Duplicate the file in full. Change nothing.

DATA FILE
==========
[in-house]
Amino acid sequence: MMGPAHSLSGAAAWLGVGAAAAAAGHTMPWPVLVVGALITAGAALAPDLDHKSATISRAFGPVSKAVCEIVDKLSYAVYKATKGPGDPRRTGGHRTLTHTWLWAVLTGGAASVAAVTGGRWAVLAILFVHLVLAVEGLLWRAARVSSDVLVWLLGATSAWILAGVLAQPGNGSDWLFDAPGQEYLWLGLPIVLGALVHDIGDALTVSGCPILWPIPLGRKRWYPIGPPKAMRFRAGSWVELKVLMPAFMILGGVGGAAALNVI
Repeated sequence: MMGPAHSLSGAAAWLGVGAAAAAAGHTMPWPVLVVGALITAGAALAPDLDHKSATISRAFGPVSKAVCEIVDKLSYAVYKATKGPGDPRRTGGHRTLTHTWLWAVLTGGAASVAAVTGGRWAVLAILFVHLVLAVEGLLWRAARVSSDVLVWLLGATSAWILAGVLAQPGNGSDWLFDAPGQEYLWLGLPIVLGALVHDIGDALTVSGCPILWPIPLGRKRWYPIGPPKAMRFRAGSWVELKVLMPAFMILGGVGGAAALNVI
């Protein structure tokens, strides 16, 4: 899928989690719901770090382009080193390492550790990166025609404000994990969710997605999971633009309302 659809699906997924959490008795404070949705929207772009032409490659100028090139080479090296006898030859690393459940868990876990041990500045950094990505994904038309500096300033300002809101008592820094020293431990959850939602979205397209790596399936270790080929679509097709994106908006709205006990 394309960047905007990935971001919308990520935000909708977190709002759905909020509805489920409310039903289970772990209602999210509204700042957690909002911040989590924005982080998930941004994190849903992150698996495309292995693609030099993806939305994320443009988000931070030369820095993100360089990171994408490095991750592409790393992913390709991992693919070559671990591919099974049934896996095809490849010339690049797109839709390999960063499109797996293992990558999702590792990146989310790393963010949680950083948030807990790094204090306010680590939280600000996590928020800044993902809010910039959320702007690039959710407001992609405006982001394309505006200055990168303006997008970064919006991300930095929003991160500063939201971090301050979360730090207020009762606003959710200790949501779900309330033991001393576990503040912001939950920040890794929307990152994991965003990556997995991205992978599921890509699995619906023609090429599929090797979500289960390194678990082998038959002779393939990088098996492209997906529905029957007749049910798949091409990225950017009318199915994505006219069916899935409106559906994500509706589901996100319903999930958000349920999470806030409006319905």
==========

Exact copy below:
[in-house]
Amino acid sequence: MMGPAHSLSGAAAWLGVGAAAAAAGHTMPWPVLVVGALITAGAALAPDLDHKSATISRAFGPVSKAVCEIVDKLSYAVYKATKGPGDPRRTGGHRTLTHTWLWAVLTGGAASVAAVTGGRWAVLAILFVHLVLAVEGLLWRAARVSSDVLVWLLGATSAWILAGVLAQPGNGSDWLFDAPGQEYLWLGLPIVLGALVHDIGDALTVSGCPILWPIPLGRKRWYPIGPPKAMRFRAGSWVELKVLMPAFMILGGVGGAAALNVI
Repeated sequence: MMGPAHSLSGAAAWLGVGAAAAAAGHTMPWPVLVVGALITAGAALAPDLDHKSATISRAFGPVSKAVCEIVDKLSYAVYKATKGPGDPRRTGGHRTLTHTWLWAVLTGGAASVAAVTGGRWAVLAILFVHLVLAVEGLLWRAARVSSDVLVWLLGATSAWILAGVLAQPGNGSDWLFDAPGQEYLWLGLPIVLGALVHDIGDALTVSGCPILWPIPLGRKRWYPIGPPKAMRFRAGSWVELKVLMPAFMILGGVGGAAALNVI
């Protein structure tokens, strides 16, 4: 899928989690719901770090382009080193390492550790990166025609404000994990969710997605999971633009309302 659809699906997924959490008795404070949705929207772009032409490659100028090139080479090296006898030859690393459940868990876990041990500045950094990505994904038309500096300033300002809101008592820094020293431990959850939602979205397209790596399936270790080929679509097709994106908006709205006990 394309960047905007990935971001919308990520935000909708977190709002759905909020509805489920409310039903289970772990209602999210509204700042957690909002911040989590924005982080998930941004994190849903992150698996495309292995693609030099993806939305994320443009988000931070030369820095993100360089990171994408490095991750592409790393992913390709991992693919070559671990591919099974049934896996095809490849010339690049797109839709390999960063499109797996293992990558999702590792990146989310790393963010949680950083948030807990790094204090306010680590939280600000996590928020800044993902809010910039959320702007690039959710407001992609405006982001394309505006200055990168303006997008970064919006991300930095929003991160500063939201971090301050979360730090207020009762606003959710200790949501779900309330033991001393576990503040912001939950920040890794929307990152994991965003990556997995991205992978599921890509699995619906023609090429599929090797979500289960390194678990082998038959002779393939990088098996492209997906529905029957007749049910798949091409990225950017009318199915994505006219069916899935409106559906994500509706589901996100319903999930958000349920999470806030409006319905």